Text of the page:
Keep in mind that the auto market was heavily affected in 2020 and beyond. Automakers selling new cars during the COVID pandemic raised prices which caused a spike in demand in the used car market as people tried to save money. Many automakers, however, did not drop prices after the pandemic, they kept them so they could make a larger profit.
This is why the most recent years of many vehicles have seemingly experienced less depreciation. Some, such as 2010, may have even appreciated due to the heightened levels of inflation created.
Factors That Impact the Chevrolet Traverse Depreciation Rate
Chevrolet was once one of the premier names in the automotive industry, but its reputation has faced some challenges since the 1980s. Today, Consumer Reports describes the American automaker as one of the “less reliable brands”, though there are some vehicles in its lineup that are above average. Given that, the long-term value of a Chevrolet vehicle will depend, in part, on the good name of the model in question.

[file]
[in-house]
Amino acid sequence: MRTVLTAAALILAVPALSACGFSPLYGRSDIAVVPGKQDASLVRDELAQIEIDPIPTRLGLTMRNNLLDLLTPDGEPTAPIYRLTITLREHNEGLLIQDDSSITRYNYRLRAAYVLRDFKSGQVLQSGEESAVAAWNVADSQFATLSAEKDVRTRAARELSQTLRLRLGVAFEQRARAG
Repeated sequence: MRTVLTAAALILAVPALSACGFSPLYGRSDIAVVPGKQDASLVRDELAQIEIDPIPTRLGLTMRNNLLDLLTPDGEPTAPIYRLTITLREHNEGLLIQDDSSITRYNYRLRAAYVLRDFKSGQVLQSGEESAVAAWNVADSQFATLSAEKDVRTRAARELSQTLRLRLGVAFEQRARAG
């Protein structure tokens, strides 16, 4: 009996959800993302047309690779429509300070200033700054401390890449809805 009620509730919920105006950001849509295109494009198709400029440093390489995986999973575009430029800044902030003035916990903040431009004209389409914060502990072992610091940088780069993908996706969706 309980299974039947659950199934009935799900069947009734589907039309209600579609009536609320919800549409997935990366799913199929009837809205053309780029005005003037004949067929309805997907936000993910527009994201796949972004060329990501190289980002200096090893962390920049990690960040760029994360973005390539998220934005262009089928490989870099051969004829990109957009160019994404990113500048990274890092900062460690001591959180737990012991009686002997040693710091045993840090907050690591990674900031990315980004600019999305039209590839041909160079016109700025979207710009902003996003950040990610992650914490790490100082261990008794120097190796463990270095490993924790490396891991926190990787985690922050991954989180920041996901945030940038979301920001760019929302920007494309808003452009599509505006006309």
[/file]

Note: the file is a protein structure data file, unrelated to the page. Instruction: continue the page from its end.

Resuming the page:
The Traverse happens to have a decent name. Consider, for example, the 2023 model year, which has earned solidly “Great” ratings in reliability, driving experience, and resale value from J.D. Power. In theory, that should help the vehicle retain good value for longer.
Brand reputation isn’t the only thing that can slow or accelerate value loss. The variables discussed below can also impact the depreciation rate of a vehicle:
A vehicle’s model year determines its age. This designation denotes a particular version of a model more so than the date of its release. It’s not uncommon for automakers to release a vehicle to the market in the year or two preceding its assigned model year. The 2023 Traverse, for example, went on sale in the fall of 2022.
Broadly speaking, older model years are less valuable than newer ones, and the most current model year is the most valuable of them all. The reason is that automakers update their models with every new release. One year, a vehicle might include certain design touches and features that the outgoing model didn’t have, which elevates the value of the former and devalues the latter.